Acts of the Apostles 2, 14, & ,36-41 + Psalm 23 + 1 Peter 2, 20-25 + John 10, 1-10
April 29 and 30, 2023 at Holy Spirit Parish in Mustang, Oklahoma
I have always found the “Shepherd / Sheep” image of the Gospel to be something of a challenge. Left on the shallowest level, this image in the church supports a kind of “clericalism” that I believe is not at all healthy for the us as a church in our age. It suggests that shepherds are in charge and that sheep are passive willing to fall in line at the shepherd’s orders. That sort of thinking creates a mindset that is not healthy for our church and a bit contrary to the meaning and consequences of our Baptism. I find it difficult to think that with these words Jesus was proposing a governance model for the church, and certainly this Gospel writer did not have that in mind as he preserved these words for posterity.
More likely what this Gospel proposes is that the whole Church is Shepherd, not just some members. Leaving others to be like sheep was is not very complimentary for those who know the behavior of sheep. In listening to and sitting with this text we might risk imagining that if Jesus is the Shepherd, then the Church, the Body of Christ is Shepherd, and what he describes as the behavior of the Shepherd is the behavior of a Church that carries on his mission and is his presence in this world.
We are not being called sheep. A baptized, confirmed people filled with the gifts of the Holy Spirit are not a running around in danger at every moment, having no idea where we are or where we are going. We are called to be this “Shepherd” and this “Gate” through which those seeking security, salvation, and hope might have access to peace that comes with hearing the Word of God, and being affirmed, respected, cared for, and called by name. That’s what Shepherds do.
This proposes a very important mind-set for us and a kind of behavior that is more in tune with the kind of Church John is writing for. It draws us more closely into the image of God as we were created. It means caring for others, seeking the lost, protecting the vulnerable, knowing people by name, and by our merciful kindness opening the way for those who are wandering, lost, and confused to find their way into the Kingdom of God.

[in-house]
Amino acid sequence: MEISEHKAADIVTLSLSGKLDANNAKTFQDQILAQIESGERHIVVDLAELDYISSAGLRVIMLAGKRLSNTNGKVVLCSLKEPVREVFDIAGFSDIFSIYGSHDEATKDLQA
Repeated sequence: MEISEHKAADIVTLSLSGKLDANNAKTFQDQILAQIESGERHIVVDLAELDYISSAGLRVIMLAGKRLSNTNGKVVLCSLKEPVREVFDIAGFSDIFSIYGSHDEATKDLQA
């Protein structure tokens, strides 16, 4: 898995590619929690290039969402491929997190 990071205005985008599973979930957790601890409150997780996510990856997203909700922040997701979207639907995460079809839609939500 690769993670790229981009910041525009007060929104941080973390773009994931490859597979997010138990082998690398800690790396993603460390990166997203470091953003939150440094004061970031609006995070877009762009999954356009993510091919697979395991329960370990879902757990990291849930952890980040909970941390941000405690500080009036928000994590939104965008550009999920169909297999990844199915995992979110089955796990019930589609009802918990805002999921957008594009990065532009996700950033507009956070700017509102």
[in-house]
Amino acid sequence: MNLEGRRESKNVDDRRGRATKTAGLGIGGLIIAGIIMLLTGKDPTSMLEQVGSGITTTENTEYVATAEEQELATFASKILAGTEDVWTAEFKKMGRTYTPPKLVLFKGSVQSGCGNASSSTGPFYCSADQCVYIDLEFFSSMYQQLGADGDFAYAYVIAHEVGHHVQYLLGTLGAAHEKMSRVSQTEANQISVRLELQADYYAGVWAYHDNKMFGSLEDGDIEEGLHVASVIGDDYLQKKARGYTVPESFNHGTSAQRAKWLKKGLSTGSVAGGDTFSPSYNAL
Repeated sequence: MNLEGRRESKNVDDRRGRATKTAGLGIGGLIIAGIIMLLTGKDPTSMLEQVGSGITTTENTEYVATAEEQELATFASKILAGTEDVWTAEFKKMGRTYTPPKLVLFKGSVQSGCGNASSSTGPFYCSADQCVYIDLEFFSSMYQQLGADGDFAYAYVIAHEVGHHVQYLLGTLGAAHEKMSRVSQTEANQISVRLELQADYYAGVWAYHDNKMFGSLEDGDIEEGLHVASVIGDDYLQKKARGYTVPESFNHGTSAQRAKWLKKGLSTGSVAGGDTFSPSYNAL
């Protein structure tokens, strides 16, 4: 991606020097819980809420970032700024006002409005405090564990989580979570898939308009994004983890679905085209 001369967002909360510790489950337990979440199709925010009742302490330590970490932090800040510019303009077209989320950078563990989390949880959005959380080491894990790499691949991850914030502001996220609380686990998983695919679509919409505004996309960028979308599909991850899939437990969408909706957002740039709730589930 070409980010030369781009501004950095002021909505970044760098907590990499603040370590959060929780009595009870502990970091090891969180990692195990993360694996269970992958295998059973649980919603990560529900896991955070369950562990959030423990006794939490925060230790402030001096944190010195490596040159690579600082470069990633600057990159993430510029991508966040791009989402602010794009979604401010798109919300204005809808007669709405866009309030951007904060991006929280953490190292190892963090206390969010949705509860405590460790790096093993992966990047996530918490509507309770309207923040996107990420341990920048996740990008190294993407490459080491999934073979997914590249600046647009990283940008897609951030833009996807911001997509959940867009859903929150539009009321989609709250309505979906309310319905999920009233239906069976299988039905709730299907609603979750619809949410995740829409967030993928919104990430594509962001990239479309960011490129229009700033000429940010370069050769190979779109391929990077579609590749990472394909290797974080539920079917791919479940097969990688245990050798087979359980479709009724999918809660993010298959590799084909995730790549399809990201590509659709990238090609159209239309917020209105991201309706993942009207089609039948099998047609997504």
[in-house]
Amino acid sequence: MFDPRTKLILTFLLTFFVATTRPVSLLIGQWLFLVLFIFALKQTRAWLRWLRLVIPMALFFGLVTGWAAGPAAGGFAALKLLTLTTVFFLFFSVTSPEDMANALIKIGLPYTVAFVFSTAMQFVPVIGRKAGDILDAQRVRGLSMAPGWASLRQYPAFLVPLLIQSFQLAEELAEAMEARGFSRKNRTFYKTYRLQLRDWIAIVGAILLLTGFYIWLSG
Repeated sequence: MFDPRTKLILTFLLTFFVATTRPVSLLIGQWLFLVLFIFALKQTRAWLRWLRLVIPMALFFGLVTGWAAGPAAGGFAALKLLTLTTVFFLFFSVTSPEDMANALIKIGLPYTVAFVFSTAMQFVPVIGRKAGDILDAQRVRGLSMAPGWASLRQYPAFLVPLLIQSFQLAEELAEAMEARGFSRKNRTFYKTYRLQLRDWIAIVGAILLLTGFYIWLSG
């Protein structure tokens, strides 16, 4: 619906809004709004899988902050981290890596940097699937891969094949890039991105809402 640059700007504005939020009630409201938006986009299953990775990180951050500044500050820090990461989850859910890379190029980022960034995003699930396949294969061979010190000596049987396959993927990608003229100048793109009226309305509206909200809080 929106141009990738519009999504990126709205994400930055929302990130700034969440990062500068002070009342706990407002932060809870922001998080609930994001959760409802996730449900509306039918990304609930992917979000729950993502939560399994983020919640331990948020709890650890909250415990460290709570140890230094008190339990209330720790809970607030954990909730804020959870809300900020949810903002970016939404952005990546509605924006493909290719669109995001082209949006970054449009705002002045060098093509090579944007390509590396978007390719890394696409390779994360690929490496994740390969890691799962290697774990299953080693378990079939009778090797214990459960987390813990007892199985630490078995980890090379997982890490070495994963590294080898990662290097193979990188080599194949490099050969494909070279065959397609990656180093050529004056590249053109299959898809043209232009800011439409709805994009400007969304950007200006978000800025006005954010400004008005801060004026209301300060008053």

We are the gate as well as the Shepherd. Through our patient mercy, our willing forgiveness, our generous service, our faithfulness to the Word of God, others can see through us the way to salvation, holiness, and peace.
My friends, what Jesus is we, the Church, must be; a source of reconciliation, of healing, and reason to hope when there seems to be none. This is not the responsibility of those entrusted with leadership. It the vocation of every one of us who have passed through the waters and risen to new life in and through Jesus Christ. Those entrusted with leadership came from among us. They are not called to do our work so that we may lie down in green pastures like a heard of lazy sheep. Those entrusted with leadership must stand among us to remind, encourage, support, and keep us focused on the one shepherd who has already laid down his life which is what we eventually must do if we are any good at all as shepherds. Lay down our lives in committed loving service to those who have not found the gate.